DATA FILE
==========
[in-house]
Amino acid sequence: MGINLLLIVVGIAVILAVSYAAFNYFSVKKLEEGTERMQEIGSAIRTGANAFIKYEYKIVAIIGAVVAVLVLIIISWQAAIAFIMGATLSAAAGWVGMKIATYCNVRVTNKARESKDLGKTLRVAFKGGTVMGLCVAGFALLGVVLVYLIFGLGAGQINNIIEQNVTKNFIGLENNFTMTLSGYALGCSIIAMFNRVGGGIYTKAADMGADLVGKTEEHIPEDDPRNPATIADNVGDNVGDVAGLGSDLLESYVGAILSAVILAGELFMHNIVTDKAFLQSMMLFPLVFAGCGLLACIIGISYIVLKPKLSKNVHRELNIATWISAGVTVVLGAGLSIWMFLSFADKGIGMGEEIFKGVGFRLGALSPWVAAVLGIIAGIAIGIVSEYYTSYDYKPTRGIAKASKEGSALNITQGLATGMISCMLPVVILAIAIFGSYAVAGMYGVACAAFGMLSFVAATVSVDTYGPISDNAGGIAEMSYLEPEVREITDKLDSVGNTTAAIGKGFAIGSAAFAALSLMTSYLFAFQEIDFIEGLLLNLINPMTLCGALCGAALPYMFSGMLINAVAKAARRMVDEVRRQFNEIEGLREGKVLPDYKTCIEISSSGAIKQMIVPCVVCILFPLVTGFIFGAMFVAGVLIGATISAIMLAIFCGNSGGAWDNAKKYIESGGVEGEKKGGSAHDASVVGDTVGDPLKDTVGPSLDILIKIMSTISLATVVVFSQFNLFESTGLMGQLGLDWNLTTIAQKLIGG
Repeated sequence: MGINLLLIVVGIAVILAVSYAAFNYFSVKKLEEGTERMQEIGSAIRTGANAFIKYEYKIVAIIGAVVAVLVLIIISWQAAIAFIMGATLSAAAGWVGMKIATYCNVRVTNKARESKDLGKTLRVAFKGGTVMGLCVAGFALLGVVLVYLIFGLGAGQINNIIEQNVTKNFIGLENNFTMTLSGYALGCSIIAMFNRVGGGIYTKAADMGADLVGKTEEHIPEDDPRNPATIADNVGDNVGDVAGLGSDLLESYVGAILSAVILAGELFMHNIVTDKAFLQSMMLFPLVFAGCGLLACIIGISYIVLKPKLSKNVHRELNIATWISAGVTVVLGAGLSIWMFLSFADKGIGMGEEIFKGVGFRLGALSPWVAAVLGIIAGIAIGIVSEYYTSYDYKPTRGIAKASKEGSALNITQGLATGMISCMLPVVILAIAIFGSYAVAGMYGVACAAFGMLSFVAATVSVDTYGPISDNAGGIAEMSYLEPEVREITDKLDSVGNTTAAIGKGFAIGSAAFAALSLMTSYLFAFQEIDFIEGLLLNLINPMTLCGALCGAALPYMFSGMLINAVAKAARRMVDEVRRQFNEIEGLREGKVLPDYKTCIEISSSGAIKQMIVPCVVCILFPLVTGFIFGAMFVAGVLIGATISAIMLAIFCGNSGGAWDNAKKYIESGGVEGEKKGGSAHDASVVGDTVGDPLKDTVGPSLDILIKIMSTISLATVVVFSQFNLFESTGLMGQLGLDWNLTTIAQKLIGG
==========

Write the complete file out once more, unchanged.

[in-house]
Amino acid sequence: MGINLLLIVVGIAVILAVSYAAFNYFSVKKLEEGTERMQEIGSAIRTGANAFIKYEYKIVAIIGAVVAVLVLIIISWQAAIAFIMGATLSAAAGWVGMKIATYCNVRVTNKARESKDLGKTLRVAFKGGTVMGLCVAGFALLGVVLVYLIFGLGAGQINNIIEQNVTKNFIGLENNFTMTLSGYALGCSIIAMFNRVGGGIYTKAADMGADLVGKTEEHIPEDDPRNPATIADNVGDNVGDVAGLGSDLLESYVGAILSAVILAGELFMHNIVTDKAFLQSMMLFPLVFAGCGLLACIIGISYIVLKPKLSKNVHRELNIATWISAGVTVVLGAGLSIWMFLSFADKGIGMGEEIFKGVGFRLGALSPWVAAVLGIIAGIAIGIVSEYYTSYDYKPTRGIAKASKEGSALNITQGLATGMISCMLPVVILAIAIFGSYAVAGMYGVACAAFGMLSFVAATVSVDTYGPISDNAGGIAEMSYLEPEVREITDKLDSVGNTTAAIGKGFAIGSAAFAALSLMTSYLFAFQEIDFIEGLLLNLINPMTLCGALCGAALPYMFSGMLINAVAKAARRMVDEVRRQFNEIEGLREGKVLPDYKTCIEISSSGAIKQMIVPCVVCILFPLVTGFIFGAMFVAGVLIGATISAIMLAIFCGNSGGAWDNAKKYIESGGVEGEKKGGSAHDASVVGDTVGDPLKDTVGPSLDILIKIMSTISLATVVVFSQFNLFESTGLMGQLGLDWNLTTIAQKLIGG
Repeated sequence: MGINLLLIVVGIAVILAVSYAAFNYFSVKKLEEGTERMQEIGSAIRTGANAFIKYEYKIVAIIGAVVAVLVLIIISWQAAIAFIMGATLSAAAGWVGMKIATYCNVRVTNKARESKDLGKTLRVAFKGGTVMGLCVAGFALLGVVLVYLIFGLGAGQINNIIEQNVTKNFIGLENNFTMTLSGYALGCSIIAMFNRVGGGIYTKAADMGADLVGKTEEHIPEDDPRNPATIADNVGDNVGDVAGLGSDLLESYVGAILSAVILAGELFMHNIVTDKAFLQSMMLFPLVFAGCGLLACIIGISYIVLKPKLSKNVHRELNIATWISAGVTVVLGAGLSIWMFLSFADKGIGMGEEIFKGVGFRLGALSPWVAAVLGIIAGIAIGIVSEYYTSYDYKPTRGIAKASKEGSALNITQGLATGMISCMLPVVILAIAIFGSYAVAGMYGVACAAFGMLSFVAATVSVDTYGPISDNAGGIAEMSYLEPEVREITDKLDSVGNTTAAIGKGFAIGSAAFAALSLMTSYLFAFQEIDFIEGLLLNLINPMTLCGALCGAALPYMFSGMLINAVAKAARRMVDEVRRQFNEIEGLREGKVLPDYKTCIEISSSGAIKQMIVPCVVCILFPLVTGFIFGAMFVAGVLIGATISAIMLAIFCGNSGGAWDNAKKYIESGGVEGEKKGGSAHDASVVGDTVGDPLKDTVGPSLDILIKIMSTISLATVVVFSQFNLFESTGLMGQLGLDWNLTTIAQKLIGG